Letters to sports: Unhappiness with Rams, Chargers, Lakers, UCLA and The Times
The Los Angeles Rams’ archrival, the San Francisco 49ers, have used the Bill Walsh playbook for what, the past 40 years, and the Rams still haven’t figured it out. Sean McVay, haven’t you ever looked at some old-school NFL films? You better, as you very well may be playing the 49ers again.
Regarding the L.A. Rams, one word: soft. OK, another word: predictable. Last words: cannot beat good teams. Epilogue: No rosy future since they traded away everything for this “win now” team that won’t win anything now.
Someone please tell Sean McVay that the correct call on third and inches right before the half with a 17-0 lead is a QUARTERBACK SNEAK! His ridiculous pass play call gave the 49ers the three points and momentum change they needed to win the game. Thanks, Sean.
All-Pro Rams Aaron Donald, Jalen Ramsey and Cooper Kupp ready to test their mettle in NFC wild-card home game against the Arizona Cardinals.
The hiring of Sean McVay made the Rams instant playoff contenders but after watching his team losing yet again to the 49ers, McVay can only be ranked as an above-average coach because of his poor play calling and lack of adjustments. McVay has been great for L.A. but maybe it’s time to see if there is anyone who can take the Rams to the next level.
The Rams’ problems are and have been the coach. It’s time to hire someone who is actually qualified. Sean McVay should have been traded to the Detroit Lions and Jared Goff should have been kept in Los Angeles.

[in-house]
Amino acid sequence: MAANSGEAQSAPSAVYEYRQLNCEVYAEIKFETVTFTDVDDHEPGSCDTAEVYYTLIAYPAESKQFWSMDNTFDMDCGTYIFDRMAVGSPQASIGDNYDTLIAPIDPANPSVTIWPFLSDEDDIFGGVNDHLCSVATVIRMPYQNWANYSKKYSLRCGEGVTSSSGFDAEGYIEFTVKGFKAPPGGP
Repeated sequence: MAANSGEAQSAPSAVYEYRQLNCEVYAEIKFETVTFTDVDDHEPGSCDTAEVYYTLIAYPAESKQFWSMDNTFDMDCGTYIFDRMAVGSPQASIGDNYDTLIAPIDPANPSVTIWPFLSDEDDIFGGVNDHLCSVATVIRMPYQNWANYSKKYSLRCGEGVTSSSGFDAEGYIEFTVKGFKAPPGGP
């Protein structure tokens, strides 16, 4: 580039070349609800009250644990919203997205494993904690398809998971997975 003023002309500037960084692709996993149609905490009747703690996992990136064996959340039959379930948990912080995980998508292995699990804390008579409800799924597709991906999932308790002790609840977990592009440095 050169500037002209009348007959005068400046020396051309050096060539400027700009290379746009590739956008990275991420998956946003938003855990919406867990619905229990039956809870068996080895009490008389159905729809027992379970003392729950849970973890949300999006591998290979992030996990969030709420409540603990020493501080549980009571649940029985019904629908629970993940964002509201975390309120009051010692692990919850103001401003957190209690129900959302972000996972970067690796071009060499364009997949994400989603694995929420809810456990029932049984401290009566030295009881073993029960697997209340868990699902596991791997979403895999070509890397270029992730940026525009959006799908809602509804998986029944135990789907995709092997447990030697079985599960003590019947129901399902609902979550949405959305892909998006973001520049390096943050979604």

Matthew Stafford is justifiably drawing a lot of criticism for his high turnover rate, but the main takeaway from the Rams’ loss to the 49ers was Sean McVay playing to not lose instead of playing to win.
As the pandemic landscape has changed, so have NFL protocols to keep the season going. In a Q&A with NFL chief medical officer Allen Sills, he explains.
Perhaps the Rams should sit in on a few Dodgers-Giants games in the offseason so they can observe how Los Angeles beats a San Francisco team.
The Chargers did not make the playoffs because of unwise decisions by their coach. In an overtime loss to the Chiefs, he did not attempt three very makeable field goals, any one of which would have won the game in regulation. On Sunday, he attempted to make a fourth down inside his own 20-yard line, didn’t make it, which led to a Raiders field goal. A win in either of those games and the Chargers would be in the playoffs. The coach used analytics instead of common sense. If I were the Chargers’ owner, he would be unemployed.